.De
Spaces before or after the \fC=\fP are frowned upon:
.Ds
%\0foo\0=\0bar
zsh:\0command\0not\0found:\0foo
.De
Also, \fCset\fP doesn't work for setting parameters:
.Ds
%\0set\0foo=bar
%\0set\0foo\0=\0bar
%\0echo\0$foo % .De Note that no error message was printed. This is because both of these commands were perfectly valid; the \fCset\fP builtin assigns its arguments to the \fIpositional parameters\fP (\fC$1\fP, \fC$2\fP, etc.). .Ds %\0set\0foo=bar %\0echo\0$1
foo=bar
%\0set\0foo\0=\0bar
%\0echo\0$3\0$2
bar\0=
.De
If you're really intent on using the csh syntax, define a
function like this:
.Ds
%\0set\0()\0{
>\0\0\0\0eval\0"$1$2$3" >\0} %\0set\0foo\0=\0bar %\0set\0fuu=brrr %\0echo\0$foo\0$fuu bar\0brrr .De But then, of course you can't use the form of \fCset\fP with options, like \fCset -F\fP (which turns off filename generation). Also, the \fCset\fP command by itself won't list all the parameters like it should. To get around that you need a \fCcase\fP statement: .Ds %\0set\0()\0{ >\0\0\0\0case\0$1\0in
>\0\0\0\0-*|+*|'')\0builtin\0set\0$*\0;; >\0\0\0\0*)\0eval\0"$1$2$3"\0;;
>\0\0\0\0esac
>\0}
.De
For the most part, this should make csh users happy.
.PP
The following sh-style operators are supported in \fBzsh\fP:
.Ds
%\0unset\0null
%\0echo\0${foo-xxx} bar %\0echo\0${null-xxx}
xxx
%\0unset\0null
%\0echo\0${null=xxx} xxx %\0echo\0$null
xxx
%\0echo\0${foo=xxx} bar %\0echo\0$foo
bar
%\0unset\0null
%\0echo\0${null+set} %\0echo\0${foo+set}
set
.De
Also, csh-style \fC:\fP modifiers may be appended to a parameter
substitution.
.Ds
%\0echo\0$PWD /home/learning/pf/zsh/zsh2.00/src %\0echo\0$PWD:h
/home/learning/pf/zsh/zsh2.00
%\0echo\0$PWD:h:h /home/learning/pf/zsh %\0echo\0$PWD:t
src
%\0name=foo.c
%\0echo\0$name foo.c %\0echo\0$name:r
foo
%\0echo\0$name:e c .De The equivalent constructs in ksh (which are also supported in \fBzsh\fP) are a bit more general and easier to remember. When the shell expands \fC${foo#\fR\fIpat\fR\fC}\fR,
it checks to see if \fIpat\fP matches a substring at the beginning
of the value
of \fCfoo\fP.  If so, it removes that portion of \fCfoo\fP, using the shortest
possible match.
With \fC${foo##\fR\fIpat\fR\fC}\fR, the longest possible match is removed. \fC${foo%\fR\fIpat\fR\fC}\fR and \fC${foo%%\fR\fIpat\fR\fC}\fR remove the match from the end. Here are the ksh equivalents of the \fC:\fP modifiers: .Ds %\0echo\0${PWD%/*}
/home/learning/pf/zsh/zsh2.00
%\0echo\0${PWD%/*/*} /home/learning/pf/zsh %\0echo\0${PWD##*/}
src
%\0echo\0${name%.*} foo %\0echo\0${name#*.}
c
.De
\fBzsh\fP also has upper/lowercase modifiers:
.Ds
%\0xx=Test
%\0echo\0$xx:u TEST %\0echo\0$xx:l
test
.De
and a substitution modifier:
.Ds
%\0echo\0$name:s/foo/bar/ bar.c %\0ls foo.c\0\0\0\0foo.h\0\0\0\0foo.o\0\0\0\0foo.pro %\0for\0i\0in\0foo.*;\0mv\0$i\0$i:s/foo/bar/ %\0ls bar.c\0\0\0\0bar.h\0\0\0\0bar.o\0\0\0\0bar.pro .De There is yet another syntax to modify substituted parameters. You can add certain modifiers in parentheses after the opening brace like: .Ds${(\fImodifiers\fC)\fIparameter\fC}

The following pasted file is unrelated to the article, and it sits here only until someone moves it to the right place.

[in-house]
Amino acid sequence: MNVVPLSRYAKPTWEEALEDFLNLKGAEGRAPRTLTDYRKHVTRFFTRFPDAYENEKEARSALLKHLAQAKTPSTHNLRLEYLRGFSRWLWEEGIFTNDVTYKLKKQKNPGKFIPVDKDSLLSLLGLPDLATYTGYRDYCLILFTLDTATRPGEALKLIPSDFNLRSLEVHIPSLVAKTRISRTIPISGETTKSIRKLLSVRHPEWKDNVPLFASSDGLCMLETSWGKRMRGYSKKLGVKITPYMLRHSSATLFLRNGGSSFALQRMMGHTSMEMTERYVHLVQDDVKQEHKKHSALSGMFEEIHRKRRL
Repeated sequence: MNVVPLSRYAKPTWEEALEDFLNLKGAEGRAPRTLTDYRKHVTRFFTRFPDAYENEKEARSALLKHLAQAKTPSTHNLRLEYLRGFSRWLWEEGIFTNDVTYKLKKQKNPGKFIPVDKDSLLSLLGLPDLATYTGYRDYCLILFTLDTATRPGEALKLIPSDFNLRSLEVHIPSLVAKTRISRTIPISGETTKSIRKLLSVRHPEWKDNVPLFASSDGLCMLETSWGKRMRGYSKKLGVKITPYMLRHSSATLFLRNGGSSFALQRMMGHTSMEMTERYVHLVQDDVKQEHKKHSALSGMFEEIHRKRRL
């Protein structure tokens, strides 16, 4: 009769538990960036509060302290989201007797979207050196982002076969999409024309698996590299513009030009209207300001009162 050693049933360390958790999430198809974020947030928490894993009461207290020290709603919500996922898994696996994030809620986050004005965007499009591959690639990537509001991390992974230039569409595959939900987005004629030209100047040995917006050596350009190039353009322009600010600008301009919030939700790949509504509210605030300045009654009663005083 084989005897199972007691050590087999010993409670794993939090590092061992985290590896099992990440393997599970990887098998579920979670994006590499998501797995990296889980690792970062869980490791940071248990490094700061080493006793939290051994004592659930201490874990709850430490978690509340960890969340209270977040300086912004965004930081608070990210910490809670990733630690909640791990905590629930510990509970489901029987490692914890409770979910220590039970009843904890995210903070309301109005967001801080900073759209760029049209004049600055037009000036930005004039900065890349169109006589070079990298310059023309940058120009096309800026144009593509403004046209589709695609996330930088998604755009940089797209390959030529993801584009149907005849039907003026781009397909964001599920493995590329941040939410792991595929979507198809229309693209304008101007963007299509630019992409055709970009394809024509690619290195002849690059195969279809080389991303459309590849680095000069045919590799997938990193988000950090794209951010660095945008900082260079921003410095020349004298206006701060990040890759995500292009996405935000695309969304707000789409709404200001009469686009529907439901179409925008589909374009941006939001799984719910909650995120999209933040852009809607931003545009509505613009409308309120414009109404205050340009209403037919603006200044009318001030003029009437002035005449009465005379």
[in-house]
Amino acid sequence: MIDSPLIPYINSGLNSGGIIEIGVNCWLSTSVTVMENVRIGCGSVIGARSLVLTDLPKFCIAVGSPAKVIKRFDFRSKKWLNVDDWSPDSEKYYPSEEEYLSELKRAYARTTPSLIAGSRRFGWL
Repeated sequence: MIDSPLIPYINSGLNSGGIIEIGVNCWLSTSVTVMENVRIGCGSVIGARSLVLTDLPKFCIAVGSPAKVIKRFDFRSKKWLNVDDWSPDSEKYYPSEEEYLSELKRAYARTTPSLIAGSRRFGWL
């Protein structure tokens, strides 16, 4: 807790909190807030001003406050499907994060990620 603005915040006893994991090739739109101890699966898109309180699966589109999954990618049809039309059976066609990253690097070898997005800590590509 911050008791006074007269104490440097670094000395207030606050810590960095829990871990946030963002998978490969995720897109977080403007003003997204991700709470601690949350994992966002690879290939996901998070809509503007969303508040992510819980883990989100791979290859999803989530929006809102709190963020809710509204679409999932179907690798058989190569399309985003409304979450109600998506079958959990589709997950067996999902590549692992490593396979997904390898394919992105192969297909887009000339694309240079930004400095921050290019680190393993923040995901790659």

.De
For example, \fCo\fP sorts the words resulting from the expansion:
.Ds
%\0echo\0${path} /usr/bin\0/usr/bin/X11\0/etc %\0echo\0${(o)path}
/etc\0/usr/bin\0/usr/bin/X11
.De
One possible source of confusion is the fact that in \fBzsh\fP,
the result of parameter substitution is \fInot\fP split into
words.  Thus, this will not work:
.Ds
%\0srcs='glob.c\0exec.c\0init.c'
%\0ls\0$srcs glob.c\0exec.c\0init.c\0not\0found .De This is considered a feature, not a bug. If splitting were done by default, as it is in most other shells, functions like this would not work properly: .Ds$\0ll\0()\0{\0ls\0-F\0$*\0}$\0ll\0'fuu\0bar'
fuu\0not\0found
bar\0not\0found

%\0ll\0'fuu\0bar'
fuu\0bar\0not\0found
.De
Of course, a hackish workaround is available in sh (and \fBzsh\fP):
.Ds
%\0setopt\0shwordsplit
%\0ll\0()\0{\0ls\0-F\0"$@"\0} %\0ll\0'fuu\0bar' fuu\0bar\0not\0found .De If you like the sh behaviour, \fBzsh\fP can accomodate you: .Ds %\0ls\0${=srcs}
exec.c\0\0glob.c\0\0init.c
%\0setopt\0shwordsplit
%\0ls\0$srcs exec.c\0\0glob.c\0\0init.c .De Another way to get the \fC$srcs\fP trick to work is to use an array:
.Ds
%\0unset\0srcs
%\0srcs=(\0glob.c\0exec.c\0init.c\0)\0\0
%\0ls\0$srcs exec.c\0\0glob.c\0\0init.c .De or an alias: .Ds %\0alias\0-g\0SRCS='exec.c\0glob.c\0init.c' %\0ls\0SRCS exec.c\0\0glob.c\0\0init.c .De Another option that modifies parameter expansion is \fIRCEXPANDPARAM\fP: .Ds %\0echo\0foo/$srcs
foo/glob.c\0exec.c\0init.c
%\0setopt\0rcexpandparam
%\0echo\0foo/$srcs foo/glob.c\0foo/exec.c\0foo/init.c %\0echo\0foo/${^srcs}
foo/glob.c\0foo/exec.c\0foo/init.c
%\0echo\0foo/$^srcs foo/glob.c\0foo/exec.c\0foo/init.c .De .Sh "Shell Parameters" .PP The shell has many predefined parameters that may be accessed. Here are some examples: .Ds %\0sleep\010\0& [1]\03820 %\0echo\0$!
3820
%\0set\0a\0b\0c
%\0echo\0$# 3 %\0echo\0$ARGC
3
%\0(\0exit\020\0)\0;\0echo\0$? 20 %\0false;\0echo\0$status
1
.De
(\fC$?\fP and \fC$status\fP are equivalent.)
.Ds
%\0echo\0$HOST\0$HOSTTYPE
dendrite\0sun4
%\0echo\0$UID\0$GID
701\060
%\0cd\0/tmp
%\0cd\0/home
%\0echo\0$PWD\0$OLDPWD
/home\0/tmp
%\0ls\0$OLDPWD/.getwd\0 /tmp/.getwd .De \fC~+\fP and \fC~-\fP are short for \fC$PWD\fP and \fC$OLDPWD\fP, respectively. .Ds %\0ls\0~-/.getwd /tmp/.getwd %\0ls\0-d\0~+/learning /home/learning %\0echo\0$RANDOM
4880
%\0echo\0$RANDOM 11785 %\0echo\0$RANDOM
2062
%\0echo\0$TTY /dev/ttyp4 %\0echo\0$VERSION
zsh\0v2.00.03